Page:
Foregrounding the central role that literature plays in processing, and often resisting, the trauma of war, the seminar opened with a moving poetry reading and presentation by the Iraqi-American poet Dunya Mikhail. Hearing her poem ‘Bag of Bones’, in which an Iraqi mother receives her child’s bones after an atrocity, I was struck by the subversively ironic tone of her poems. Eschewing any sensationalist depiction of violence, the quiet rage of Mikhail’s words parallels the artistic work of many Colombian poets and peace activists, who, like the mother with her bag of bones, have resisted the normalisation of conflict and violence in their country.
Yet Mikhail does not ascribe to a simplistic view of war writing as an easy route to reconciliation. Affirming on the one hand the importance of narrative and storytelling to individual survival, as well as preserving the memory of those lost – “I wasn’t killed by their stories but I felt I would die if I didn’t tell them” – the poet challenged us to see writing about war not necessarily as a way to heal wounds, but as an essential way to keep them open. Poetry allows us to comprehend the pain of war and provides a space for alternative histories to surface.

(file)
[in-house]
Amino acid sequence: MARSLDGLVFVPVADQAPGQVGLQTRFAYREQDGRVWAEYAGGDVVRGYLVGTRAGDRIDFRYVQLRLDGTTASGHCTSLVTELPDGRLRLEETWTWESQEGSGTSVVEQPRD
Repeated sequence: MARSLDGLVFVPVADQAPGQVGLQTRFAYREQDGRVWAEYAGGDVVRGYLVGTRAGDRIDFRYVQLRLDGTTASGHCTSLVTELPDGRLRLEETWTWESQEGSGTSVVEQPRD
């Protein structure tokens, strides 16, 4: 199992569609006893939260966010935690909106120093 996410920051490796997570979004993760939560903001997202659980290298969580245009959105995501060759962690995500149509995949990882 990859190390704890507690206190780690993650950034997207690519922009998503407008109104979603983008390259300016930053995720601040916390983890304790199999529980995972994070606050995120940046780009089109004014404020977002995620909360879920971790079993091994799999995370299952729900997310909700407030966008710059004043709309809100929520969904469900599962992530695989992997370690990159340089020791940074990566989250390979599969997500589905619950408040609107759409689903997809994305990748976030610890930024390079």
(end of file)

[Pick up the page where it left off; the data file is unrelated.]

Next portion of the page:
For me, Mikhail’s challenge, and her metaphor of war poetry not as medicine but as an X-ray that allows us to identify the scars of war and understand them, provides an important insight that speaks powerfully to Colombian memory practices. Unlike in other contexts, where commemoration often begins many years after war, in Colombia memory initiatives began prior to the end of the conflict itself and in a situation in which violence is ongoing. In Colombia wounds are still open and writing about a war that is not yet over forms part of complex reconciliation processes and urgent political struggles over narratives of the past and possible futures.